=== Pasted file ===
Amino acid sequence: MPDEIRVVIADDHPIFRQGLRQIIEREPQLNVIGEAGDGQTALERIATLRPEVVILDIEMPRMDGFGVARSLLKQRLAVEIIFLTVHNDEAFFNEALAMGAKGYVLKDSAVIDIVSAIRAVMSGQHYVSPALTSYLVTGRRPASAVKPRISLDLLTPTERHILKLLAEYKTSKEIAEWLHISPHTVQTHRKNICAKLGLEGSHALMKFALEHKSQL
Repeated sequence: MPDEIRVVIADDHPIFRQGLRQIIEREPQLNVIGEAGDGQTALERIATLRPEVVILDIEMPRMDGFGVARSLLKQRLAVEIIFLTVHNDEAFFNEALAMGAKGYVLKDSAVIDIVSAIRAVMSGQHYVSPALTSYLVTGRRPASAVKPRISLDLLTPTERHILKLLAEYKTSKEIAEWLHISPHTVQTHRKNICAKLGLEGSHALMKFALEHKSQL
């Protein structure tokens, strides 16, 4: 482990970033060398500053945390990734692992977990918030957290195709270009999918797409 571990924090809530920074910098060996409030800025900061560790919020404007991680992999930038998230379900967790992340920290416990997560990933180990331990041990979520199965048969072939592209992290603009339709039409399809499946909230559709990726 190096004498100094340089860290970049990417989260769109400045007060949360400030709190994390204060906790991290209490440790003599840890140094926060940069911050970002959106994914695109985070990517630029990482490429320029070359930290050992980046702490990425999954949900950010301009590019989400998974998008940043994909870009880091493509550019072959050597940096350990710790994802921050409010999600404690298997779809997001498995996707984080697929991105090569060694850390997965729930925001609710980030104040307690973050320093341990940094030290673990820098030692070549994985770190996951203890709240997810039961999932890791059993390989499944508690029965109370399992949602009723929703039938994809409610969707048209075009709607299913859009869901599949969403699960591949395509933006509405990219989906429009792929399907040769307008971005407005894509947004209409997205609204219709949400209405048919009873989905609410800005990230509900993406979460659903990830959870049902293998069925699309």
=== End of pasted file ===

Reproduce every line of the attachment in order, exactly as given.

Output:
Amino acid sequence: MPDEIRVVIADDHPIFRQGLRQIIEREPQLNVIGEAGDGQTALERIATLRPEVVILDIEMPRMDGFGVARSLLKQRLAVEIIFLTVHNDEAFFNEALAMGAKGYVLKDSAVIDIVSAIRAVMSGQHYVSPALTSYLVTGRRPASAVKPRISLDLLTPTERHILKLLAEYKTSKEIAEWLHISPHTVQTHRKNICAKLGLEGSHALMKFALEHKSQL
Repeated sequence: MPDEIRVVIADDHPIFRQGLRQIIEREPQLNVIGEAGDGQTALERIATLRPEVVILDIEMPRMDGFGVARSLLKQRLAVEIIFLTVHNDEAFFNEALAMGAKGYVLKDSAVIDIVSAIRAVMSGQHYVSPALTSYLVTGRRPASAVKPRISLDLLTPTERHILKLLAEYKTSKEIAEWLHISPHTVQTHRKNICAKLGLEGSHALMKFALEHKSQL
């Protein structure tokens, strides 16, 4: 482990970033060398500053945390990734692992977990918030957290195709270009999918797409 571990924090809530920074910098060996409030800025900061560790919020404007991680992999930038998230379900967790992340920290416990997560990933180990331990041990979520199965048969072939592209992290603009339709039409399809499946909230559709990726 190096004498100094340089860290970049990417989260769109400045007060949360400030709190994390204060906790991290209490440790003599840890140094926060940069911050970002959106994914695109985070990517630029990482490429320029070359930290050992980046702490990425999954949900950010301009590019989400998974998008940043994909870009880091493509550019072959050597940096350990710790994802921050409010999600404690298997779809997001498995996707984080697929991105090569060694850390997965729930925001609710980030104040307690973050320093341990940094030290673990820098030692070549994985770190996951203890709240997810039961999932890791059993390989499944508690029965109370399992949602009723929703039938994809409610969707048209075009709607299913859009869901599949969403699960591949395509933006509405990219989906429009792929399907040769307008971005407005894509947004209409997205609204219709949400209405048919009873989905609410800005990230509900993406979460659903990830959870049902293998069925699309």